“If you’re working with a 14-in. bottom die and 5-in. top punch, we press down with the understanding that it will take multiple hits in different locations to achieve the final inside part radius we need,” Schwantje explains. “It’s like taking a piece of flat paper and forming it into a semicircle. You can’t just press it down once and be done. You program the machine to bend at a given angle multiple times in different locations. After each press cycle, you bring it up and check with a radius gauge. Then, the operator calculates what adjustments are needed to the ram stroke in order to achieve the necessary inside radii.”

Automated tooling

Bending AHSS results in increased springback. An operator could load and bend the material only to find the part is 20 degrees off its target. The Ursviken angle measurement system measures the angle of the formed part in real time to the programmed target angle by using laser optics underneath the part itself. After reaching the programmed angle, the ram slowly reverses upward until almost no more springback is detected. The spring calculation automatically detects how much to compensate to reach the new target angle. The ram then comes back down to the new calculated angle, all while maintaining the track of the bend line, “thus producing a nearly perfect formed part,” Weidgraaf explains.

“If we’re bending certain parts, this feature helps prevents us from over bending,” adds Schwantje.

Operators at General Kinematics previously performed manual tooling replacements. For 20-ft.-long upper tooling and also on the bottom die, operators had to untorque the bolts holding the bottom die and manually adjust the bottom die and then retorque those bolts.

FFJ 0519 bending image2

An Ursviken adaptive optical angle measurement system integrated on a CNC Variable Die Tool with 6-axis backgauge, including a dual CNC plate support with swing axis.

Lowering setup time

“It has been common practice to associate larger press brakes with heavy four-way dies and long and heavy tools,” Weidgraaf says. “In many cases, some of the larger radius tools are homemade from straight bar or round hollow or solid bars. In the case of General Kinematics, we recommended a straight upper holder and a large variety of larger radius adapters. A typical setup from a 1⁄4-in. radius to a 2-in. radius takes only a few minutes to set up.”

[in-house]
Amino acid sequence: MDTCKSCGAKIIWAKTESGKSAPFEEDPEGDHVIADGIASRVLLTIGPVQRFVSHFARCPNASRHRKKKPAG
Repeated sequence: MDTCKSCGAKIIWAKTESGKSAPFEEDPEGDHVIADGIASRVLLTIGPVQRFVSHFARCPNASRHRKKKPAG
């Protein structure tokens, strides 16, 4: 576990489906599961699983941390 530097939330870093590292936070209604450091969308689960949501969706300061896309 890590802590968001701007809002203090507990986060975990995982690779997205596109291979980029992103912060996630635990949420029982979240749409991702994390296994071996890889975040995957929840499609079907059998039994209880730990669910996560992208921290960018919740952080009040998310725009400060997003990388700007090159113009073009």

With the Ursviken equipment, General Kinematics operators can program the CNC controller for the bottom die width. “If I want an 8-in. bottom die, I run the program and the CNC die automatically makes the adjustments in less than a minute. Short punch segments can also be slid onto the upper ram.” Two-ft.-long sections can be slid on easily compared to before, when it was a 20-ft. changeover, Schwantje says, adding, “Operators aren’t grunting about all the change-ups they have to make. It’s a lot easier for them.”

Ergonomic considerations

Ursviken designed the tool rack to be able to store press brake tools safely. “The tool rack prevents operators from lifting heavy tools and therefore is extremely ergonomic and easy to use,” says Weidgraaf. Operators must turn the hand wheel or use motorized positioning.

General Kinematics uses Ursviken’s patented CNC Variable Die Tool (VDT), where the die opening is obtained through a gradual horizontal movement of the die jaws in 1-in. increments. The VDT is a real axis, programmable from the CNC control system sequence by sequence.

“The different openings of the die, along with contours, are stored in the CNC die tool directory on the control system, enabling computer simulation of the bender sequence and automatic setting of selected die openings in the program,” Weidgraaf says.

Since installing the line, Schwantje says follow-up has been easy. When there were questions, he was immediately able to speak with a service technician, who pulled the drawings on the machine and walked the team through the schematics. “When we figured out an auxiliary valve needed to be replaced, that technician was here the next morning with the right part and got us going again.”

General Kinematics uses proprietary information and translates it into the custom equipment it builds for customers—delivering more than 40,000 installations worldwide. General Kinematics can tool up the Ursviken press for a 3⁄4-in. bottom die with a 1⁄8-in. top punch and all the way up to a 14-in. bottom die with a 5-in. top punch.

“With this machine we can handle anywhere from light-gauge work to parts with an insane amount of tonnage,” Schwantje says. FFJ